Pamela Anderson has lived her life in the spotlight, and with the release of her new memoir, “Love, Pamela,” and a Netflix documentary, “Pamela, a Love Story,” all the big events of her past are back in the headlines again.
And as a mother of two adult sons, there’s no way she’d be able to keep them from seeing all of those flashback highs and lows, from her Playboy days to getting married six times and one infamous sex tape.
Not that she’d want to.
As the 55-year-old star explained in an interview with TODAY's Carson Daly, “There’s nothing to hide.”
Anderson, who sat down with Carson at Silver Lining Lounge at the Moxy in New York City, shares sons Brandon Thomas Lee, 26, and Dylan Jagger Lee, 25, with ex-husband Tommy Lee, whom she said was the love of her life.
"He gave me two beautiful children, and we had such a heighten, romantic, crazy, fun relationship," she recalled of her ‘90s marriage to the Mötley Crüe drummer. “It was a fairy tale and tragic, too."
Their children, she noted, were the product of the intense love they shared.
"I know they know that," she said.
And if her oldest son didn't know that before "Pamela, a Love Story," he certainly does now. Brandon Thomas Lee served as a producer on the project, and he had a close look at all the old footage.
"People say, 'How can you let your son go through your archives?'" Anderson laughed. "There’s no mystery here. ... The video is out there. They know all about that. There’s nothing to hide."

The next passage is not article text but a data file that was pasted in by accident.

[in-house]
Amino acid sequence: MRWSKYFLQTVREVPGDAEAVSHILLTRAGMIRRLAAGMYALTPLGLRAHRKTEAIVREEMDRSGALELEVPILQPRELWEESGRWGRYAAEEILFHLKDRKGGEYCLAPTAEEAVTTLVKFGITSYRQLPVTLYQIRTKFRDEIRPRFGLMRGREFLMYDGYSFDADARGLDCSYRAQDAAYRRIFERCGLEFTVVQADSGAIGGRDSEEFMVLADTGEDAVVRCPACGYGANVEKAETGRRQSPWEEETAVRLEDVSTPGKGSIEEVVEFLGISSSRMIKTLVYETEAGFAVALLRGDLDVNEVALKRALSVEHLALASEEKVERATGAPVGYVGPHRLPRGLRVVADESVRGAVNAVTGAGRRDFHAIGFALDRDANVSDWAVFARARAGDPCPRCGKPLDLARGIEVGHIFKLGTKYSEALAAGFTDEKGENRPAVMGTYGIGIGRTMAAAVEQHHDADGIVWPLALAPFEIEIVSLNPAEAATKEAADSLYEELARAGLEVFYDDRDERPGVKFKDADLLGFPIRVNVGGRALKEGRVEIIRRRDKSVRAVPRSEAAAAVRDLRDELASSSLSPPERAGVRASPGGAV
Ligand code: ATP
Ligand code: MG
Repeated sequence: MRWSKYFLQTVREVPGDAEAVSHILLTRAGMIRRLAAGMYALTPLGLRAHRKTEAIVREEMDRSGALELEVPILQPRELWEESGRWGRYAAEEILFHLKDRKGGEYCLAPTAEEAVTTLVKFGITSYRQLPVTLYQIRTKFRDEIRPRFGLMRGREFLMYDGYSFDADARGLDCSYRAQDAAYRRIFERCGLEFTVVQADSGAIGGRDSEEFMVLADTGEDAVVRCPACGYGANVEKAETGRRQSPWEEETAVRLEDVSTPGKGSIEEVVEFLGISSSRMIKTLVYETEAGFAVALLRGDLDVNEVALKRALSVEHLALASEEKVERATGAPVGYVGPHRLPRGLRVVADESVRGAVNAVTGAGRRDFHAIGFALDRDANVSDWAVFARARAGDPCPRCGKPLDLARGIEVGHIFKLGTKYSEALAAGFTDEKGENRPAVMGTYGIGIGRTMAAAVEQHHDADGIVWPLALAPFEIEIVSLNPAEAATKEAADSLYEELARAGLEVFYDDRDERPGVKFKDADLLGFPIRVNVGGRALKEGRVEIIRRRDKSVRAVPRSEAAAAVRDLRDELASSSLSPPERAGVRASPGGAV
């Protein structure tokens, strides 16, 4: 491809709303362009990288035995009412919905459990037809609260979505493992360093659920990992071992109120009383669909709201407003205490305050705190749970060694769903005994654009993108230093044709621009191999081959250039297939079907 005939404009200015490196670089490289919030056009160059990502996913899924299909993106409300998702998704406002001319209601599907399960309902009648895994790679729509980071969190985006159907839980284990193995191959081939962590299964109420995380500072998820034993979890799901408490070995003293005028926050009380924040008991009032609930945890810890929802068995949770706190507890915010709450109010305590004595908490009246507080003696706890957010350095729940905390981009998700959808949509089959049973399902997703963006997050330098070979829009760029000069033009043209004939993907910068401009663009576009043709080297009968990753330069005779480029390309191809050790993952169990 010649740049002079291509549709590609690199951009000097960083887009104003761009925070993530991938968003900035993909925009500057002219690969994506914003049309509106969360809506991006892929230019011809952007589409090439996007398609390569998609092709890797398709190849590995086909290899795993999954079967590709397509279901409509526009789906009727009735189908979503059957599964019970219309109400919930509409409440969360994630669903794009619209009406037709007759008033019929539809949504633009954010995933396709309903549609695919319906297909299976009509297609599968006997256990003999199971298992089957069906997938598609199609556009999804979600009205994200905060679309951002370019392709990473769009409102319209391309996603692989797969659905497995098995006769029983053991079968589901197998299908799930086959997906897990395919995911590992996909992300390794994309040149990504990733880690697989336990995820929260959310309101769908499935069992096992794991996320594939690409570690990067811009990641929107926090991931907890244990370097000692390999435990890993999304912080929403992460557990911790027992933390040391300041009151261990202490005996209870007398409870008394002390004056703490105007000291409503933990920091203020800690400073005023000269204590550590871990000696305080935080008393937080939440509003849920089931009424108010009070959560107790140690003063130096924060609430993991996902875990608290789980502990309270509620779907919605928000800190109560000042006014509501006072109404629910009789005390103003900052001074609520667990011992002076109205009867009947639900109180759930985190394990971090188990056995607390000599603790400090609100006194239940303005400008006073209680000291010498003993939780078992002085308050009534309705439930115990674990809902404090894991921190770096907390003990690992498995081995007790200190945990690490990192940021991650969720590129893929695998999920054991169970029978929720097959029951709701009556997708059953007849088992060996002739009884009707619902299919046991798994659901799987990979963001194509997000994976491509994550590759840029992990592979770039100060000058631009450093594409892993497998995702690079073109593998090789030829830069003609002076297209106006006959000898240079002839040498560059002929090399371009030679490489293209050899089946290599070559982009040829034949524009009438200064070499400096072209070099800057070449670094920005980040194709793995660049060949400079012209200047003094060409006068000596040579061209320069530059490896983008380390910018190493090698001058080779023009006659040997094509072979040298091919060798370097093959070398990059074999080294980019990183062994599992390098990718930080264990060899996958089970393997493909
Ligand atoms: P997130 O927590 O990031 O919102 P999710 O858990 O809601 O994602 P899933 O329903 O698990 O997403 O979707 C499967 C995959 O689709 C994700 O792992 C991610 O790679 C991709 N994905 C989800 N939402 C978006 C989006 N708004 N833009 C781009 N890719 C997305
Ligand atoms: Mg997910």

In fact, her son, who also spoke to Carson, played a pivotal role in convincing the former "Baywatch" star to invite the world back into her past with the documentary.
"I said, 'Listen mom, you’re getting older,'" he explained with a smile, earning a giggle from Anderson. "'All these people think they know about your life, but I don’t think anybody really knows the real you.'"
That's why Anderson doesn't mind having some of the more striking events from her past resurface again. This time, it's not a case of others putting it out there and framing her story for her. She's calling the shots.
"You have to take control of the narrative of your own life," she said. "'If they only knew the real story; I’m doing pretty good. It’s a little bit redemptive almost because to look back and think, 'I'm still here!' It's crazy."